EV71 and Acute Flaccid Paralysis
By Amesh A. Adalja, MD, FACP, May 31, 2013
Enterovirus 71 (EV71), first discovered in 1969 in California, is increasingly recognized as a pathogen that could cause severe disease and widespread infection during periodic outbreaks. A recent report on ProMED announced that the acute flaccid paralysis (AFP) surveillance program in Australia had identified EV71 in 36% of AFP cases referred, a finding that highlights the potential virulence of this emerging pathogen.1
Enteroviruses are a genus of viruses in the picornavirus family. The genus is subdivided into 5 subgenera: polioviruses, group a coxsackieviruses, group b coxsackieviruses, echoviruses, and enteroviruses.
These viruses are transmitted via contact with gastrointestinal or respiratory secretions and cause a variety of disease states ranging from polio to hand-foot-and-mouth (HFM) disease. There are no antivirals to treat these infections and a licensed vaccine is available only for the polioviruses.2,3
EV71 was first isolated from children with aseptic meningitis and encephalitis, but the virus has also been linked to major outbreaks of HFM. A 2-year outbreak in China (2007-2009) was responsible for hundreds of thousands of cases and hundreds of deaths and prompted a nationwide hygiene and hand-washing campaign.4,5
HFM typically presents with vesicles and pain in the oral cavity with concomitant cutaneous lesions. Aseptic meningitis and encephalitis are severe manifestations of infection. Paralysis as result of EV71 infection has been a recognized complication of EV71 since at least 1984.6
In the US, from 1970-2005, EV71 ranked as the 27th most common enterovirus reported to the CDC, and in 1994 it was the 5th most common reported enterovirus. Those younger than 5 years of age constituted the vast majority of reported cases.7
The Future of EV71
Polio’s partial eradication has supplanted it as a cause of AFP from all but 7 countries (Nigeria, Pakistan, Afghanistan, Niger, Chad, Kenya, Somalia), so surveillance for AFP is heightened. The role of EV71 may be magnified because of increased detection and because the virus may exploit a niche that had been filled by poliovirus. Because of its ability to cause severe disease and widespread outbreaks, EV71 vaccine development has become a high priority.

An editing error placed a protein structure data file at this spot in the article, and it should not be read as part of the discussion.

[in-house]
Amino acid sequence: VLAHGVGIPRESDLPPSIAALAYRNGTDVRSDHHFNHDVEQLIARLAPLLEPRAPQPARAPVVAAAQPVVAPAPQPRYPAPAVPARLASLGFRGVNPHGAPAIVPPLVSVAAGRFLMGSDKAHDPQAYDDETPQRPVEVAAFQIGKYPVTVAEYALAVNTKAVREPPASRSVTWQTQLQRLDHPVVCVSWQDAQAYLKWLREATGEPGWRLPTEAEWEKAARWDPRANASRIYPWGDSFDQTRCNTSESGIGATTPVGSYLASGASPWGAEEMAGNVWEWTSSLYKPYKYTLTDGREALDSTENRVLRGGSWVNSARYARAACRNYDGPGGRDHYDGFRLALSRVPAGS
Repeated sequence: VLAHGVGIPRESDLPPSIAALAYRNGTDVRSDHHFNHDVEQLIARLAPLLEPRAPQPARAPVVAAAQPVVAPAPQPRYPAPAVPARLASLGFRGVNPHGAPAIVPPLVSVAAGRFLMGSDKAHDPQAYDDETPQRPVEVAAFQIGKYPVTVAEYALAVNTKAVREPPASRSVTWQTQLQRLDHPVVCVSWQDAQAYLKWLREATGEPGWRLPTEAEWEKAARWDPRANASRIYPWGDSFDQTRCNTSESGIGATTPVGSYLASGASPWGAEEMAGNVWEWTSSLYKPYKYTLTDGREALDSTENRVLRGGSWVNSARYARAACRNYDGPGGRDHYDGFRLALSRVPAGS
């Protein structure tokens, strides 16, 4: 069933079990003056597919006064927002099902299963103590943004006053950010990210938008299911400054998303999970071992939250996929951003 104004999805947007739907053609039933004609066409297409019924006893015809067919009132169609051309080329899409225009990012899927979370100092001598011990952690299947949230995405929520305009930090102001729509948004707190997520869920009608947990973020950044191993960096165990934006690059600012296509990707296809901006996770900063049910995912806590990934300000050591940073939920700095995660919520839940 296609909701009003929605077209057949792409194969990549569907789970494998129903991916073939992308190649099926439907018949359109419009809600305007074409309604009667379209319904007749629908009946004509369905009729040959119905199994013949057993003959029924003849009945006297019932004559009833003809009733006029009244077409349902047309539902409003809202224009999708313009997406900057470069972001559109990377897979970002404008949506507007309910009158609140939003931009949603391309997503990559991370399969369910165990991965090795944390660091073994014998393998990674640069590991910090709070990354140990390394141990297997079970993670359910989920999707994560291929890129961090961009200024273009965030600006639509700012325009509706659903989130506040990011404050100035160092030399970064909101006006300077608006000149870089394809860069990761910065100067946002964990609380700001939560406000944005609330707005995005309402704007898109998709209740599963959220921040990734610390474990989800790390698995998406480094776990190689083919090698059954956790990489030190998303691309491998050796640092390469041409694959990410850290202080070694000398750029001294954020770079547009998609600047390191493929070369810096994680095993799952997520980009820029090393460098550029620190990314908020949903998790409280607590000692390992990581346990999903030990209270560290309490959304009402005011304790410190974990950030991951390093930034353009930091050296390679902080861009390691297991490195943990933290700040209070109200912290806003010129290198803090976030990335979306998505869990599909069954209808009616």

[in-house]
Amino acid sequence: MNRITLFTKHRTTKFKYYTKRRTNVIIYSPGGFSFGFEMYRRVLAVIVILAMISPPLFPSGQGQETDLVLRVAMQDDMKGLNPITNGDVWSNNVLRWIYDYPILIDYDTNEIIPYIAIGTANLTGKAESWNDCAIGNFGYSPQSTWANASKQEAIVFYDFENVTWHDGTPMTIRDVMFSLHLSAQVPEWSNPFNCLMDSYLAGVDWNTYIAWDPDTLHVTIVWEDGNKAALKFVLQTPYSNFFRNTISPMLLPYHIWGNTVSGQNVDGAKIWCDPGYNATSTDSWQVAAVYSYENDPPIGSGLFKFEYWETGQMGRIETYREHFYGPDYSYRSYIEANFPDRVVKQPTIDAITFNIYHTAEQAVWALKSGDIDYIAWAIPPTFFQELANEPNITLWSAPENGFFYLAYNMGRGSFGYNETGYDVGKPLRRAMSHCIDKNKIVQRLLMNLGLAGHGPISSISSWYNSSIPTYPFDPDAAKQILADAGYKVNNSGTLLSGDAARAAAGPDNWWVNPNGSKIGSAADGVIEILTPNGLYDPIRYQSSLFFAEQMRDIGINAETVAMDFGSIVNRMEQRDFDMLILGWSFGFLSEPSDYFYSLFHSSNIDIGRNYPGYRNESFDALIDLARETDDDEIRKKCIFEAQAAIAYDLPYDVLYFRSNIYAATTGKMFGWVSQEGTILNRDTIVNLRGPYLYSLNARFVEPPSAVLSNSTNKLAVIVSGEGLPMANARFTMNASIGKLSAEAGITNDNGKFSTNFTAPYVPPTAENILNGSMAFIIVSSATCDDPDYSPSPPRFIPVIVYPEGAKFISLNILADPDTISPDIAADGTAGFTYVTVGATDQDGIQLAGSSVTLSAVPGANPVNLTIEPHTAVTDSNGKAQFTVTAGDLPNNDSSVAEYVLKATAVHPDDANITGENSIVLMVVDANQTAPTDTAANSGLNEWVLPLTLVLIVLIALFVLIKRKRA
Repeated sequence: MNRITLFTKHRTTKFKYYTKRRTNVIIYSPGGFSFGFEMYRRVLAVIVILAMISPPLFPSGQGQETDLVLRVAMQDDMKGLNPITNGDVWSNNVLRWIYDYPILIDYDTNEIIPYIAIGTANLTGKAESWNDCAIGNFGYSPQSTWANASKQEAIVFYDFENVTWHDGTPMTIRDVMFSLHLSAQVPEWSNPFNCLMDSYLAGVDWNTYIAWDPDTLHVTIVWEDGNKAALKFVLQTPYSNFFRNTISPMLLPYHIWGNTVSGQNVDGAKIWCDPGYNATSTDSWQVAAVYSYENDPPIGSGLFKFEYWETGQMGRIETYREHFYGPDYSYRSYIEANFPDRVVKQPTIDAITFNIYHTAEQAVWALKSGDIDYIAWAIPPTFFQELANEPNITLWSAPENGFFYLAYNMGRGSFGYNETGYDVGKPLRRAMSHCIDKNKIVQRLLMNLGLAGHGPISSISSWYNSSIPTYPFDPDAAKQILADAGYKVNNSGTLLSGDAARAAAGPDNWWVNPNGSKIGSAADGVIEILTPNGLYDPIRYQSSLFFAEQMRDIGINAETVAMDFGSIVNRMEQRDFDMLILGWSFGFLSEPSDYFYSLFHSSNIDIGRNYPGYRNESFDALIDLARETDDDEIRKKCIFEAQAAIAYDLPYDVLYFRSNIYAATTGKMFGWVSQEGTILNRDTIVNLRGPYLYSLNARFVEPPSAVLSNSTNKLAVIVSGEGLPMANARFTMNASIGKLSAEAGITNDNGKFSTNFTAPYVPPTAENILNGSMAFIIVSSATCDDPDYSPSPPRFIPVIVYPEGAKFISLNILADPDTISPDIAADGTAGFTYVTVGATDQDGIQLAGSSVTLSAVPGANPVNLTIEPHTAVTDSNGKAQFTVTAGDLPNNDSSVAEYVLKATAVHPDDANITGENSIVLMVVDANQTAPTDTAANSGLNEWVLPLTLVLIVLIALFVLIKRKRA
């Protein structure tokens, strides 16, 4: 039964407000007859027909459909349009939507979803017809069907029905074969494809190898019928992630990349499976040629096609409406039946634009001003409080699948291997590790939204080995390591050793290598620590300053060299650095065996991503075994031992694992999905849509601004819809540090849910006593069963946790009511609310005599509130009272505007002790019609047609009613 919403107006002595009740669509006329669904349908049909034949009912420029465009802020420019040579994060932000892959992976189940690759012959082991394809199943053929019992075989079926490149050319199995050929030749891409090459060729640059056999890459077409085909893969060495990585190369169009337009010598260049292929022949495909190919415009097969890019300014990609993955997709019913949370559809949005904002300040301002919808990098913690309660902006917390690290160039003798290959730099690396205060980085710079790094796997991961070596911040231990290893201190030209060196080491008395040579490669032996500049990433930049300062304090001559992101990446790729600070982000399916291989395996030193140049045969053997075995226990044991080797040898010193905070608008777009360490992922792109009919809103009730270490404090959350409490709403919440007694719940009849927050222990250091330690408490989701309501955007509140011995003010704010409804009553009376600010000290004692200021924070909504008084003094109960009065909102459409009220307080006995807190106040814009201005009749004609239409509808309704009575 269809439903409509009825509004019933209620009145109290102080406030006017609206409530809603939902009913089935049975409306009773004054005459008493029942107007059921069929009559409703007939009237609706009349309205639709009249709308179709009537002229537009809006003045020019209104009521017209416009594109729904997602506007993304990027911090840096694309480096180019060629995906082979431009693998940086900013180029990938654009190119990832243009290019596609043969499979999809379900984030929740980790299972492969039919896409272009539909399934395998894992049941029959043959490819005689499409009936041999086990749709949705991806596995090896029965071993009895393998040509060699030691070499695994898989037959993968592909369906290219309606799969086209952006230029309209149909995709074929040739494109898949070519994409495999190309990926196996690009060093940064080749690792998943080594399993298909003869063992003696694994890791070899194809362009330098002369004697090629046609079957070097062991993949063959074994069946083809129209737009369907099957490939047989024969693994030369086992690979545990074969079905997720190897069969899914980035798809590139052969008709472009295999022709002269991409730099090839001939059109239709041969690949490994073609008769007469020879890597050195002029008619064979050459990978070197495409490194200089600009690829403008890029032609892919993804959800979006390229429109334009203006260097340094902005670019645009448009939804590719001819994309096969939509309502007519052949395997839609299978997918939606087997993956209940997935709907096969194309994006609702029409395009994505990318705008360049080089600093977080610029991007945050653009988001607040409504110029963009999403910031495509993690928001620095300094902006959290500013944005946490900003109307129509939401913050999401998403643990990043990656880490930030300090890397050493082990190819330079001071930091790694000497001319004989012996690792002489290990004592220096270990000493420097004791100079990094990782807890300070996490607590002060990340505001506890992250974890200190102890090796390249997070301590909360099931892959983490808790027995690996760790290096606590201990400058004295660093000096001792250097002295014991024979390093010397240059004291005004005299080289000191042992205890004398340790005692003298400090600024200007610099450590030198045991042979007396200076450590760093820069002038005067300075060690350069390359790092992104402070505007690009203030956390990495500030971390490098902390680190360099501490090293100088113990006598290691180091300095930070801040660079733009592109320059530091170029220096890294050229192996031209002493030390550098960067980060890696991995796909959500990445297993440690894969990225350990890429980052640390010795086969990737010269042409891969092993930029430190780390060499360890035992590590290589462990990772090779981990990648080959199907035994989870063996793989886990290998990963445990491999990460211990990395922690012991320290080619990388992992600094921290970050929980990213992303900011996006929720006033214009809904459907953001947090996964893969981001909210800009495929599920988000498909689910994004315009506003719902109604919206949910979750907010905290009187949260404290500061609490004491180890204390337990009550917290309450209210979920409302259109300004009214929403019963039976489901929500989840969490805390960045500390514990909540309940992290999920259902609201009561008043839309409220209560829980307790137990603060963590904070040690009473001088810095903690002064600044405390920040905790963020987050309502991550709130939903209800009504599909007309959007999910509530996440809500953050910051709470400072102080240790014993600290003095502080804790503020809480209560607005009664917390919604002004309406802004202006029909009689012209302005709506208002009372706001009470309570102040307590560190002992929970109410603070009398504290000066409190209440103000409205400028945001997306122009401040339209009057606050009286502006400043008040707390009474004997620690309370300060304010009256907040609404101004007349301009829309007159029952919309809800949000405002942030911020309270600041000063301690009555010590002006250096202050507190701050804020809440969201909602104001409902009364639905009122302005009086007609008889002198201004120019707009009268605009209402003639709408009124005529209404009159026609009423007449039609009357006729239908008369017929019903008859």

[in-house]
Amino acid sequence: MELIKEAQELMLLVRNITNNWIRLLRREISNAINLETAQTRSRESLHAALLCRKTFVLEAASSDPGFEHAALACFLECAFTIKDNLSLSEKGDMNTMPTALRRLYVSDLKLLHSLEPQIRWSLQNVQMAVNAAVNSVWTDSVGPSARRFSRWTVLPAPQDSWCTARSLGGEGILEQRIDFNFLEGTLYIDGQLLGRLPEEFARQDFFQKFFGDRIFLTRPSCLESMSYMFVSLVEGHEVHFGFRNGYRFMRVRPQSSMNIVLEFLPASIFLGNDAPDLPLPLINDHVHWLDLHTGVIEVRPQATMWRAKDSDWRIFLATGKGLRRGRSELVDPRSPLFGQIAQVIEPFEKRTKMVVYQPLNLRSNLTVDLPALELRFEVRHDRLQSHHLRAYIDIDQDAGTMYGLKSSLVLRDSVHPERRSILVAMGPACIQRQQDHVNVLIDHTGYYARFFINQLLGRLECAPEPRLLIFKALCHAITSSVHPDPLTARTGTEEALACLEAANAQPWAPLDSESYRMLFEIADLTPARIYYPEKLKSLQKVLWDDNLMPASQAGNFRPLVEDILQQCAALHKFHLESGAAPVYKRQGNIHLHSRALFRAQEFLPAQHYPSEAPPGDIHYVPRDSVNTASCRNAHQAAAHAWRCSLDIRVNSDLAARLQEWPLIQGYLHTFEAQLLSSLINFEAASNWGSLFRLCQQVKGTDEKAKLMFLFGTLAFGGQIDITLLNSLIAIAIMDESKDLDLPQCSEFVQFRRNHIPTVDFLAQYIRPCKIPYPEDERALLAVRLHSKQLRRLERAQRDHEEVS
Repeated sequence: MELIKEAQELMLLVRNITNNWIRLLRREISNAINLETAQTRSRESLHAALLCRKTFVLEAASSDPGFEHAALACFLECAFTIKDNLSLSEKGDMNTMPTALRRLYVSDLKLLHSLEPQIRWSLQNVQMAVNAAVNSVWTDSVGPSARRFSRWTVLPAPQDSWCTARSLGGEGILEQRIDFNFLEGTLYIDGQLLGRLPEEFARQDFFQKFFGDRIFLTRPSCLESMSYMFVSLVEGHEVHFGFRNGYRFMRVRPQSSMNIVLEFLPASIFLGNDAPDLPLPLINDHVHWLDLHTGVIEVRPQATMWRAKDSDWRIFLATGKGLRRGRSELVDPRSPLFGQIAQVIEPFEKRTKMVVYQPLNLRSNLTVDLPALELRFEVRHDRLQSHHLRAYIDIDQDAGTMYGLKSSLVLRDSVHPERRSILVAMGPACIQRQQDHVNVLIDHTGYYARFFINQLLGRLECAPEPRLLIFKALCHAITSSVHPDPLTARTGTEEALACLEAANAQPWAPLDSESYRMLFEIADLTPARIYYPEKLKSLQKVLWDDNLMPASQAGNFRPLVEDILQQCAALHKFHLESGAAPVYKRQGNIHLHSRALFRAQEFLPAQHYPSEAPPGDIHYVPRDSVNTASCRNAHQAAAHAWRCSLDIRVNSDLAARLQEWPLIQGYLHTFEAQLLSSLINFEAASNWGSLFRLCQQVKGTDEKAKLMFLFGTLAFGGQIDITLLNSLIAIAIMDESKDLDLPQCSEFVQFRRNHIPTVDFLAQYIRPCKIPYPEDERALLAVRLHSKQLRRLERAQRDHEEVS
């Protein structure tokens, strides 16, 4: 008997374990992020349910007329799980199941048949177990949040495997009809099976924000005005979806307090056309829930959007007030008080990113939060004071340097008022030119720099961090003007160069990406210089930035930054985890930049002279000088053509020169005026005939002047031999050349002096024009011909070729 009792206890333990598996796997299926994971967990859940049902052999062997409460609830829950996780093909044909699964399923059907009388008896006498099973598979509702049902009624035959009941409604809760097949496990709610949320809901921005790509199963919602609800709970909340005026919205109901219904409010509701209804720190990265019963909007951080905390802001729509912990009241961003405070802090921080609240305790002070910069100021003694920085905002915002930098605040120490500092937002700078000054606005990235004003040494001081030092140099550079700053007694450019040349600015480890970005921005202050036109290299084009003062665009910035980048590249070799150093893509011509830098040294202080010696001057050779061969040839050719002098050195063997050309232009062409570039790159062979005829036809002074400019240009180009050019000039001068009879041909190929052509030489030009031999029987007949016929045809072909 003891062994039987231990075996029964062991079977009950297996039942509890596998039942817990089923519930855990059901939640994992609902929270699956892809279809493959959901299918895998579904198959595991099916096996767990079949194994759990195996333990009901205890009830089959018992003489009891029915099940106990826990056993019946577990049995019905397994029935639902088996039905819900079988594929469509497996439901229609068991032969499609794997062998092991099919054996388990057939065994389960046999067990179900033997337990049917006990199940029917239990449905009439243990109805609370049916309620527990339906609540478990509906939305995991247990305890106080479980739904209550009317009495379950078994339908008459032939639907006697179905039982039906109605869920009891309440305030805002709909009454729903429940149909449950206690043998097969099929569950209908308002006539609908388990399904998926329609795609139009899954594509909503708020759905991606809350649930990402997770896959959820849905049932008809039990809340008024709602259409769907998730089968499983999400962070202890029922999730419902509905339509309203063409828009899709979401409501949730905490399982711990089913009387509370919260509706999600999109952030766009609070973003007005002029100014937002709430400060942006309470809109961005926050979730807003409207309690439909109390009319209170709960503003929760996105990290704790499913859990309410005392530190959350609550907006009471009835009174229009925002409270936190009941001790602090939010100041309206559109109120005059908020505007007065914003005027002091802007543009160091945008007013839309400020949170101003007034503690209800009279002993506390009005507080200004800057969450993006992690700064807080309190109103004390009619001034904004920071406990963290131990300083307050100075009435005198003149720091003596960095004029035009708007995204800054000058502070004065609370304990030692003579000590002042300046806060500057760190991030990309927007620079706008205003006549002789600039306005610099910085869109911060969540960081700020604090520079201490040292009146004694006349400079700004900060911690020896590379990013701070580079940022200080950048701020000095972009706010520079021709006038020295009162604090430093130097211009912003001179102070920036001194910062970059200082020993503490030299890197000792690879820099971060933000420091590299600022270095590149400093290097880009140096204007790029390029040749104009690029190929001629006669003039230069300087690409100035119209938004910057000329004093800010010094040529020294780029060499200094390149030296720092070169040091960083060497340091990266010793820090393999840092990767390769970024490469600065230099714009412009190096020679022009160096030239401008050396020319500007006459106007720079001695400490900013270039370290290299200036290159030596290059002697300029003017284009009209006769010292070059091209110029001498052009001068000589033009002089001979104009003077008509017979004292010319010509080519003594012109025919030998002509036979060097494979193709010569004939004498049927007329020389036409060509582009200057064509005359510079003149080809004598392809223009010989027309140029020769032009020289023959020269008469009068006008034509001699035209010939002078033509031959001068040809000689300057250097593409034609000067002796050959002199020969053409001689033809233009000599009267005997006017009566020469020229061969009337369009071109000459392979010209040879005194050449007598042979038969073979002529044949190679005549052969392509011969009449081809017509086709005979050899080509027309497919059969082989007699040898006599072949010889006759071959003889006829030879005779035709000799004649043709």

- Human enterovirus 71-Australia: sub-genogroup C4A, acute flaccid paralysis. ProMED-mail. May 26, 2013. http://www.promedmail.org/direct.php?id=20130526.1738087. Accessed May 29, 2013.
- Modlin JF. Introduction to the enteroviruses and parechoviruses. In: Mandell GL, Bennett JE, Dolin R, eds. Mandell, Douglas, and Bennett’s Principles and Practice of Infectious Diseases. 7th ed. Philadelphia, PA: Churchill Livingstone; 2010.
- Modlin JF. Coxsackieviruses, echoviruses, newer enteroviruses, and parechoviruses. In: Mandell GL, Bennett JE, Dolin R, eds. Mandell, Douglas, and Bennett’s Principles and Practice of Infectious Diseases. 7th ed. Philadelphia, PA: Churchill Livingstone; 2010.
- Tan X, Huang X, Zhu S, et al. The persistent circulation of enterovirus 71 in the People’s Republic of China: causing emerging nationwide epidemics since 2008. PLOS One. 2011;6:e25662. http://www.plosone.org/article/info%3Adoi%2F10.1371%2Fjournal.pone.0025662. Accessed May 29, 2013.
- WHO. Enterovirus in China-update. May 7, 2008. http://www.who.int/csr/don/2008_05_07/en/. Accessed May 29, 2013.
- Melnick JL. Enterovirus type 71 infections: a varied clinical pattern sometimes mimicking paralytic poliomyelitis. Rev Infect Dis. 1984;6(S2):S387–90.
- Khetsuriani N, LaMonte-Fowlkes A, Oberste S, et al. Enterovirus surveillance—United States, 1970-2005. MMWR Surveill Summ. 2006;55:1-20. http://www.cdc.gov/mmwr/preview/mmwrhtml/ss5508a1.htm#tab2. Accessed May 29, 2013.